A Cranioplasty is a surgical procedure to correct a deformity or defect of the skull and it is usually performed following a traumatic injury to the skull or after a previous brain surgery such as a craniotomy or craniectomy. In order to correct the defect the physician may have to use a prosthetic or other synthetic surgical material to complete the procedure.
Indication of Surgery:
- The deformity/defect could be congenital, as a result of trauma or acquired for example after a previous surgery involving the skull.
- A craniotomy is the most commonly performed surgery for brain tumour removal.
- It also may be done to remove a blood clot (hematoma), to control haemorrhage from a weak, leaking blood vessel (cerebral aneurysm), to repair arteriovenous malformations (abnormal connections of blood vessels),
- to drain a brain abscess, to relieve pressure inside the skull, to perform a biopsy, or to inspect the brain.
It is undertaken only after the neurosurgeon and the family accept the fact that there is a clinical issue involved due to the deformity and needs to be corrected.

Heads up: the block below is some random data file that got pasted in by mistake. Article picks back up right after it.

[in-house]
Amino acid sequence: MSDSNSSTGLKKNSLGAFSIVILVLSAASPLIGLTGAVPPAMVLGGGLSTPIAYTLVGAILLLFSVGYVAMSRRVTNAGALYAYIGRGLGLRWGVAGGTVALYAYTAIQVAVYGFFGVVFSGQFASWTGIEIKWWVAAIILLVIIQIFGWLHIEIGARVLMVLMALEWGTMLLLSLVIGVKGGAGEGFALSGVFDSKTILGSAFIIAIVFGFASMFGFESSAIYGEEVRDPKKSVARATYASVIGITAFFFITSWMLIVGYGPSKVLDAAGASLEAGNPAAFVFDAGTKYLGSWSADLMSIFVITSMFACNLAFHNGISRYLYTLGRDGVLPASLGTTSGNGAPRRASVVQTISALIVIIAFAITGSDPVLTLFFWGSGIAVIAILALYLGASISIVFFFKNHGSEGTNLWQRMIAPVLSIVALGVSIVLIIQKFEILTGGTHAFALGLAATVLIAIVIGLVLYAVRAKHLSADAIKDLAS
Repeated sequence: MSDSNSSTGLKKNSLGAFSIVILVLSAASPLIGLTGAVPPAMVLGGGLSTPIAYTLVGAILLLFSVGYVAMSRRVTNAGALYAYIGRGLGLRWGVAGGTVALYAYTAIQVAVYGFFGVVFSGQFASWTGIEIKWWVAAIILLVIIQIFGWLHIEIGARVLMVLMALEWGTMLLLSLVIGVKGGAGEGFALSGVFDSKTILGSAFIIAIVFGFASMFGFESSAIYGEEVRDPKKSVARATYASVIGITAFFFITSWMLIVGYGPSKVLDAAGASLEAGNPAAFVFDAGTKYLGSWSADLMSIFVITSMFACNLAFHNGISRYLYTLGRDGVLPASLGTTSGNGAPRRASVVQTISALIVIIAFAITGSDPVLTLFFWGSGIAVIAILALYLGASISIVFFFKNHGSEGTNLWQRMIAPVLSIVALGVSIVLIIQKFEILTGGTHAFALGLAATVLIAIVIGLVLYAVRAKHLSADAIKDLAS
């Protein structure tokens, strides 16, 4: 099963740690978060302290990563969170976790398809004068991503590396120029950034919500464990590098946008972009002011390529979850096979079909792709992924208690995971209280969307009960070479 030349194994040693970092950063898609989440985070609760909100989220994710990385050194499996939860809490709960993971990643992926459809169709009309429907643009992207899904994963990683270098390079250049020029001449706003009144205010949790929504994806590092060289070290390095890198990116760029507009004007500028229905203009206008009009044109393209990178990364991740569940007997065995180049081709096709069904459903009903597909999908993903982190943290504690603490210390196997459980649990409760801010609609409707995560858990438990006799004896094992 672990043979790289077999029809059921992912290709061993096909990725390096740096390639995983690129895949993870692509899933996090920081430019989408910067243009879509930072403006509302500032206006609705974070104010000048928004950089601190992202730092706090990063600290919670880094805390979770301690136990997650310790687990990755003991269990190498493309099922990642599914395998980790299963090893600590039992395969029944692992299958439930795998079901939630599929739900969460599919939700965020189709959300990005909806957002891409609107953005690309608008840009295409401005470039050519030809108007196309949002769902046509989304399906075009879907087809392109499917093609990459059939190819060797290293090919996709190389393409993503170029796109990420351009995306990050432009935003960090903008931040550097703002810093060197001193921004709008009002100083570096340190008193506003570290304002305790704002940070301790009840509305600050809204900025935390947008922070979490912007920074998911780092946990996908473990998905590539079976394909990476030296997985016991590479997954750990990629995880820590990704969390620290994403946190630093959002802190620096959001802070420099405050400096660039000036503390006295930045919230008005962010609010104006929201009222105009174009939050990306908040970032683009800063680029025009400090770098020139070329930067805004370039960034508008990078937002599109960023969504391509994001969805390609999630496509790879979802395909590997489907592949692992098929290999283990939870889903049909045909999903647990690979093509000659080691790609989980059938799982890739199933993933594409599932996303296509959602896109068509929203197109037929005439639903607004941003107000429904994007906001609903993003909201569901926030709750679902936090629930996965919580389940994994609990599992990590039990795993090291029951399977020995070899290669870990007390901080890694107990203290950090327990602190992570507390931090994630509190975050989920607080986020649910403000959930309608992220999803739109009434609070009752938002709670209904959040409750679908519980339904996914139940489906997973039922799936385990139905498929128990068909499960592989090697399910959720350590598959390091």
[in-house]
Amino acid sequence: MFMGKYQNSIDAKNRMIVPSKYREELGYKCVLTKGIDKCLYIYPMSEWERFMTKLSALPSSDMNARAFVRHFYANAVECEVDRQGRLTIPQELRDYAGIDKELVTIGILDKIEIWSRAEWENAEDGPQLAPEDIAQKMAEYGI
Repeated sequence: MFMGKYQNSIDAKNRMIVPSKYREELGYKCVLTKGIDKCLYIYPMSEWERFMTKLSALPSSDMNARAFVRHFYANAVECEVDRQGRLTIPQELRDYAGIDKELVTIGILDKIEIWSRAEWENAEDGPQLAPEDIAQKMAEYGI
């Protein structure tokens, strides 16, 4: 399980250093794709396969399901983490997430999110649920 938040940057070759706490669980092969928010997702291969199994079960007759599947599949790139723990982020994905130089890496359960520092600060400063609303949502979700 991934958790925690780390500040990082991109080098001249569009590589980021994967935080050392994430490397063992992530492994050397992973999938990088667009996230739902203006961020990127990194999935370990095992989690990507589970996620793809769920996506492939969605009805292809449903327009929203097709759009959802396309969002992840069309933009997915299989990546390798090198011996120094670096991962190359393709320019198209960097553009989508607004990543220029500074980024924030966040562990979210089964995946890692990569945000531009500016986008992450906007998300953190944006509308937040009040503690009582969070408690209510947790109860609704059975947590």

There are a variety of surgical materials and prosthetics used for a cranioplasty.
A craniotomy is performed to gain access to the brain for surgery by removing a portion of the skull. After the surgery, the bone that was removed from the skull is usually replaced using sutures or metal plates. An example of a situation where a surgeon may choose to perform a craniotomy is for removal of a brain tumour.
Indications of Surgery:
A Craniotomy is performed when a portion of the skull is removed and replaced and in craniectomy the portion of the skull is removed but not immediately replaced. Some examples of situations where a surgeon may choose to perform a craniotomy are: to create room for the brain to swell after trauma, to remove the bone due to an infection in the skull or a severely damaged skull with multiple fragments.
Early cranioplasty is helpful for improvement of neurological functions of patients craniotomy helps to correct the skull deformities at young age which can help for rest of the life for the patient. These are precise and farily accurate with minimum incision.
Immediately following craniotomy, it usually takes at least 6 weeks for the bone to completely heal.